For the latest FAQs, health and safety plans, links to the dashboard and more, visit the Campus Reopening page.
by Tony Moore
For anyone following venture capital issues, the IPO market, angel investing and the tangle of topics swirling in that arena, it’s not news that female founders and entrepreneurs are often on the outside looking in. But according to widely circulated Crunchbase numbers, it’s probably worse than most people would guess.
Take a look at the first quarter of 2019, for example: Only 2% of venture funding went to companies with female-only founders, while 83% went to strictly male-founded companies. And while those numbers are actually better than they were for the same period a year before, they’re clearly not good enough—especially for Amy Nauiokas ’94.
Nauiokas is a member of the Dickinson board of trustees, a former Wall Street executive and the founder and CEO of Anthemis, a leading digital financial services investment firm. And as a longtime denizen of the financial services industry, she knows the seed-stage funding landscape as well as or better than nearly any observer.
“The fact that financial services and countless other industries are often ‘by men and for men’ is a repeating pattern,” says the former international studies major, who, before striking out on her own, climbed the ladder of success steadily through the likes of Bear Stearns, Cantor Fitzgerald and Barclays. “And investors subconsciously look at patterns when investing. Our brain makes connections for things that are similar in previous successes, and because women’s ideas are missing from the room, there is no track record or pattern for investors to bet on.”
Those patterns are stifling the economy, according to new data from Boston Consulting Group. The study shows that if women had an equitable stake—taking that 2% to 50% worldwide—global GDP (gross domestic product) could ultimately rise by approximately 3% to 6%—a $2.5 to $5 trillion boost to the economy.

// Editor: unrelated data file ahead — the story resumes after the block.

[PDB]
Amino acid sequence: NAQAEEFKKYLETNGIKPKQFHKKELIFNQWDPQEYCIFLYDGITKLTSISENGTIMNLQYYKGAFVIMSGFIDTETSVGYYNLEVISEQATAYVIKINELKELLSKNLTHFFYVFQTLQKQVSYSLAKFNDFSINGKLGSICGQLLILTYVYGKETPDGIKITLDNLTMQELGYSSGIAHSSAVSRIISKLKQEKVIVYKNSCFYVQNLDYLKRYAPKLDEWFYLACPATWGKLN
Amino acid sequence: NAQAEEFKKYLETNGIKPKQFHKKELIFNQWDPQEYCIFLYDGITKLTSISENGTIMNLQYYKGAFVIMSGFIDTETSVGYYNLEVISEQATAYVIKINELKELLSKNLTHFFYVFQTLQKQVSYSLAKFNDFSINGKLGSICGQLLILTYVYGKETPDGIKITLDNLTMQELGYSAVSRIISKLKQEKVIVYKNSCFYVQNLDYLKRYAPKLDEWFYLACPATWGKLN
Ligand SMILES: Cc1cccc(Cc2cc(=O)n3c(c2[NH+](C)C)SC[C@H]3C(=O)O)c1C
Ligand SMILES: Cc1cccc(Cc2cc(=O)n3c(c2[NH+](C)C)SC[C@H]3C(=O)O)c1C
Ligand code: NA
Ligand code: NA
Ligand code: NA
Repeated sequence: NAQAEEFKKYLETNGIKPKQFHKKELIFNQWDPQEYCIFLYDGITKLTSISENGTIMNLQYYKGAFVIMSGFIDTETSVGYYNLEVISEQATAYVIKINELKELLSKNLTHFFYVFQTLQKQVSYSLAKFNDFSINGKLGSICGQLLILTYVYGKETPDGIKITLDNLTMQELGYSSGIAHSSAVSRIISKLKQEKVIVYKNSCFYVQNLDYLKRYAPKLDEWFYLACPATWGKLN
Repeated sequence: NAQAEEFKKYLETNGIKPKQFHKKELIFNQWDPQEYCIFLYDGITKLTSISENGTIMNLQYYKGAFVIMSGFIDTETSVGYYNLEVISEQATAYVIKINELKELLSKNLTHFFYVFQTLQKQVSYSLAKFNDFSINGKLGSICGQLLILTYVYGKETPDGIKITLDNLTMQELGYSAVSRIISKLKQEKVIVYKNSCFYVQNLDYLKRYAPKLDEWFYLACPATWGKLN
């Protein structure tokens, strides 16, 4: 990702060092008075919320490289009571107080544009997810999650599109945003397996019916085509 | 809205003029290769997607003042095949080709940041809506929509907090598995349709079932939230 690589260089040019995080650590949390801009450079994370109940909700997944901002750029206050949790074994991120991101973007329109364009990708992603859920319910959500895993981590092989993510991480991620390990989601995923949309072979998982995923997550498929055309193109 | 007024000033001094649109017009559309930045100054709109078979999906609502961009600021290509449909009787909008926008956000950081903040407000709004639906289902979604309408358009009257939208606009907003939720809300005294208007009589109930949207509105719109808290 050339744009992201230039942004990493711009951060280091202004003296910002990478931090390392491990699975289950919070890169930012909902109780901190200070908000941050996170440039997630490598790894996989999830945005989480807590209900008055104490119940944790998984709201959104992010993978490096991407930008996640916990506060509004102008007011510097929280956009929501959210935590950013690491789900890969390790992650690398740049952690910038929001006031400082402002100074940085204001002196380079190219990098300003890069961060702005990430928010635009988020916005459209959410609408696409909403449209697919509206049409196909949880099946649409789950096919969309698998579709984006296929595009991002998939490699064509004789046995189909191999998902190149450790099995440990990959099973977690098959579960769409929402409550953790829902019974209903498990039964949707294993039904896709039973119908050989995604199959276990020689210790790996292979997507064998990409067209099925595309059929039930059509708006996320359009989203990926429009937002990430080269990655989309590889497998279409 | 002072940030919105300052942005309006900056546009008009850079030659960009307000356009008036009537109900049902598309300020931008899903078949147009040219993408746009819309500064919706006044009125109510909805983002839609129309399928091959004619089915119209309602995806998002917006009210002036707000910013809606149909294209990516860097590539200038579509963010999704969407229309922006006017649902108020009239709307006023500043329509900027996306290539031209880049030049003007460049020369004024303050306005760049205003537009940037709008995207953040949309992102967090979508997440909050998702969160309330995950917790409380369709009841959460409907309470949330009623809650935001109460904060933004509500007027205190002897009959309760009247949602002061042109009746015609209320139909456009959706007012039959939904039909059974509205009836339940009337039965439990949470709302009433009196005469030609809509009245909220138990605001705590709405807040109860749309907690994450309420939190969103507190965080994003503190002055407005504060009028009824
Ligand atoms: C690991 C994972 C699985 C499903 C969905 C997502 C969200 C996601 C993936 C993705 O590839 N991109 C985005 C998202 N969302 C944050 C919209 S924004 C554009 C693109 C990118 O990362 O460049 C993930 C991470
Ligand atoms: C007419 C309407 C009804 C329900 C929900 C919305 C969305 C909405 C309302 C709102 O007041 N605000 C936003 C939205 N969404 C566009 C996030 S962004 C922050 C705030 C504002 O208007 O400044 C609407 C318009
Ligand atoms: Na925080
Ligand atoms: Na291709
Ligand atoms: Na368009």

To address the issue, Nauiokas, with team members from Anthemis and Barclays—one of the largest banks in the world—has launched the Female Innovators Lab.
“Through the lab, we’ll be able to start closing the funding gap and ultimately support the move toward greater parity for female entrepreneurs,” Nauiokas says, noting that the lab will match female founders with resources and mentorship they require to thrive. “Often times, women are marginalized from the founding community because of limited resources—financial and network. It can be expensive to start a business, and if you're already on the back foot through barriers like the gender pay gap, then you can't solve the gender funding gap.”
Nauiokas herself left Wall Street more than a decade ago looking for the opportunity to chart a new course. And now she’s helping others do the same.
“In my experience, I saw an opportunity to be bolder and louder from the outside, but in collaboration with players within the industry,” she says, noting that the lab will seek early-stage businesses and ideas that have a large market opportunity and growth potential. “I believe that the way to solve the problems we are facing in the industry is to design and invest in businesses from the very beginning and inject the expertise that the industry currently brings. We’re looking at everything from the back of a napkin, from an idea to a prototype, to first pilot customers.”
The lab’s venture studio team will work with each founder in a way that is customized to each business, which means they’ll get to know the founders and their needs, exploring the business opportunity and identifying areas to support. Maybe the need lies in marketing, in finding a tech team or in landing introductions to potential first customers. With team members’ experience, any need can be addressed—from finding additional funding to business strategy to product design.
“So much of early stage investing has to do with the founder—so identifying talent that is resilient, flexible and passionate is key to our strategy,” Nauiokas says. “And diverse talent is generally awash with these personality characteristics yet consistently underfunded. We think disparity in funding starts early, at the ideation phase, and that’s why we’re committed to supporting women founders at the beginning of their journey.”
Published February 28, 2020